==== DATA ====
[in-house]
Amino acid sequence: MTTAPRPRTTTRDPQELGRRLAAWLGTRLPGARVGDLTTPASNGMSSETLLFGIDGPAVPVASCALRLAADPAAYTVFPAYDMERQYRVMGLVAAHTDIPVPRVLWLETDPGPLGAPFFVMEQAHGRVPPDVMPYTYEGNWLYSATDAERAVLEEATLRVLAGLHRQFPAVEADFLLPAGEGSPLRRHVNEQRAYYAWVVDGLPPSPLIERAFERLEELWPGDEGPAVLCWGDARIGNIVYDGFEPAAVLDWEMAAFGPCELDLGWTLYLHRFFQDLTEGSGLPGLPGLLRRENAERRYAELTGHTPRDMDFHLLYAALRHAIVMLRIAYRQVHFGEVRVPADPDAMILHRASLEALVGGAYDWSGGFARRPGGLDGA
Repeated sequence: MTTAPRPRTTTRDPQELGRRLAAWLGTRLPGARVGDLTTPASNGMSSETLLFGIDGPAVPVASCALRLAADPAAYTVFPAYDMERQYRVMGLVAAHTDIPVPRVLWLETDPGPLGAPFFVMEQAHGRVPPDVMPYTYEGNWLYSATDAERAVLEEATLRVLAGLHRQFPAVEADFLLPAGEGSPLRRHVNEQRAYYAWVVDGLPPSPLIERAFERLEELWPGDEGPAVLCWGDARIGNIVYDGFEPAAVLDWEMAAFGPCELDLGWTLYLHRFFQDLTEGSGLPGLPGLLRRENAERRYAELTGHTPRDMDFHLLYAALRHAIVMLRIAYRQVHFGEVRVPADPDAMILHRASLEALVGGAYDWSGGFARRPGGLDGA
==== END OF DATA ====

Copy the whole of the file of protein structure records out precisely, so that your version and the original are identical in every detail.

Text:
[in-house]
Amino acid sequence: MTTAPRPRTTTRDPQELGRRLAAWLGTRLPGARVGDLTTPASNGMSSETLLFGIDGPAVPVASCALRLAADPAAYTVFPAYDMERQYRVMGLVAAHTDIPVPRVLWLETDPGPLGAPFFVMEQAHGRVPPDVMPYTYEGNWLYSATDAERAVLEEATLRVLAGLHRQFPAVEADFLLPAGEGSPLRRHVNEQRAYYAWVVDGLPPSPLIERAFERLEELWPGDEGPAVLCWGDARIGNIVYDGFEPAAVLDWEMAAFGPCELDLGWTLYLHRFFQDLTEGSGLPGLPGLLRRENAERRYAELTGHTPRDMDFHLLYAALRHAIVMLRIAYRQVHFGEVRVPADPDAMILHRASLEALVGGAYDWSGGFARRPGGLDGA
Repeated sequence: MTTAPRPRTTTRDPQELGRRLAAWLGTRLPGARVGDLTTPASNGMSSETLLFGIDGPAVPVASCALRLAADPAAYTVFPAYDMERQYRVMGLVAAHTDIPVPRVLWLETDPGPLGAPFFVMEQAHGRVPPDVMPYTYEGNWLYSATDAERAVLEEATLRVLAGLHRQFPAVEADFLLPAGEGSPLRRHVNEQRAYYAWVVDGLPPSPLIERAFERLEELWPGDEGPAVLCWGDARIGNIVYDGFEPAAVLDWEMAAFGPCELDLGWTLYLHRFFQDLTEGSGLPGLPGLLRRENAERRYAELTGHTPRDMDFHLLYAALRHAIVMLRIAYRQVHFGEVRVPADPDAMILHRASLEALVGGAYDWSGGFARRPGGLDGA